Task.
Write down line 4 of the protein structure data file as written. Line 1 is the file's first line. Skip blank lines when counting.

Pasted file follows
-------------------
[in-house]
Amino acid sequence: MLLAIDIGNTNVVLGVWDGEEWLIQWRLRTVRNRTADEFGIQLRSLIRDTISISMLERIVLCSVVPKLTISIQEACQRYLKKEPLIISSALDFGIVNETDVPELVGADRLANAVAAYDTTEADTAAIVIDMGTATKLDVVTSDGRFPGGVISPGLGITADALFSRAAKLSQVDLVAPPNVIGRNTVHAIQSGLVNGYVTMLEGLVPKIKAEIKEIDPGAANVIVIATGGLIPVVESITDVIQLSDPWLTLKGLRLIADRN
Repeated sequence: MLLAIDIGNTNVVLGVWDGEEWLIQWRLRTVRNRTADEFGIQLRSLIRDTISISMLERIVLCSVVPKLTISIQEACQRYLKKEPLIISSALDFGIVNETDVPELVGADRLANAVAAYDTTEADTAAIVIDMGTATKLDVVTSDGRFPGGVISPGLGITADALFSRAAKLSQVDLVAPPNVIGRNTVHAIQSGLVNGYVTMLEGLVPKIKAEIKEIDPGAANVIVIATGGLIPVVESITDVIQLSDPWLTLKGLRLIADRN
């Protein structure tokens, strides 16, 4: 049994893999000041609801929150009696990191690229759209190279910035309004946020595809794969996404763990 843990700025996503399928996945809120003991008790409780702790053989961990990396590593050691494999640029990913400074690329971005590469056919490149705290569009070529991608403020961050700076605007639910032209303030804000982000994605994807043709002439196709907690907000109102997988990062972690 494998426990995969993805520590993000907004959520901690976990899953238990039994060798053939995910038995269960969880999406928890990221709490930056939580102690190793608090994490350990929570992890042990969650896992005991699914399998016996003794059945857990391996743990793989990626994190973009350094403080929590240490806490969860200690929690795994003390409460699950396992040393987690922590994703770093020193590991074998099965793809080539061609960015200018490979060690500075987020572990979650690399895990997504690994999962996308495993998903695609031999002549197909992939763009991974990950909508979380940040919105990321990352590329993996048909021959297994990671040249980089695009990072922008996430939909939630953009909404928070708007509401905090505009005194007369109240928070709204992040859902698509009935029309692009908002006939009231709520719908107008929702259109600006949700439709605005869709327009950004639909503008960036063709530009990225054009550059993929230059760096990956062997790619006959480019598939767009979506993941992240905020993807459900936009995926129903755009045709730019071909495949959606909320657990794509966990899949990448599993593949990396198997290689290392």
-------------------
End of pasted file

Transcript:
């Protein structure tokens, strides 16, 4: 049994893999000041609801929150009696990191690229759209190279910035309004946020595809794969996404763990 843990700025996503399928996945809120003991008790409780702790053989961990990396590593050691494999640029990913400074690329971005590469056919490149705290569009070529991608403020961050700076605007639910032209303030804000982000994605994807043709002439196709907690907000109102997988990062972690 494998426990995969993805520590993000907004959520901690976990899953238990039994060798053939995910038995269960969880999406928890990221709490930056939580102690190793608090994490350990929570992890042990969650896992005991699914399998016996003794059945857990391996743990793989990626994190973009350094403080929590240490806490969860200690929690795994003390409460699950396992040393987690922590994703770093020193590991074998099965793809080539061609960015200018490979060690500075987020572990979650690399895990997504690994999962996308495993998903695609031999002549197909992939763009991974990950909508979380940040919105990321990352590329993996048909021959297994990671040249980089695009990072922008996430939909939630953009909404928070708007509401905090505009005194007369109240928070709204992040859902698509009935029309692009908002006939009231709520719908107008929702259109600006949700439709605005869709327009950004639909503008960036063709530009990225054009550059993929230059760096990956062997790619006959480019598939767009979506993941992240905020993807459900936009995926129903755009045709730019071909495949959606909320657990794509966990899949990448599993593949990396198997290689290392």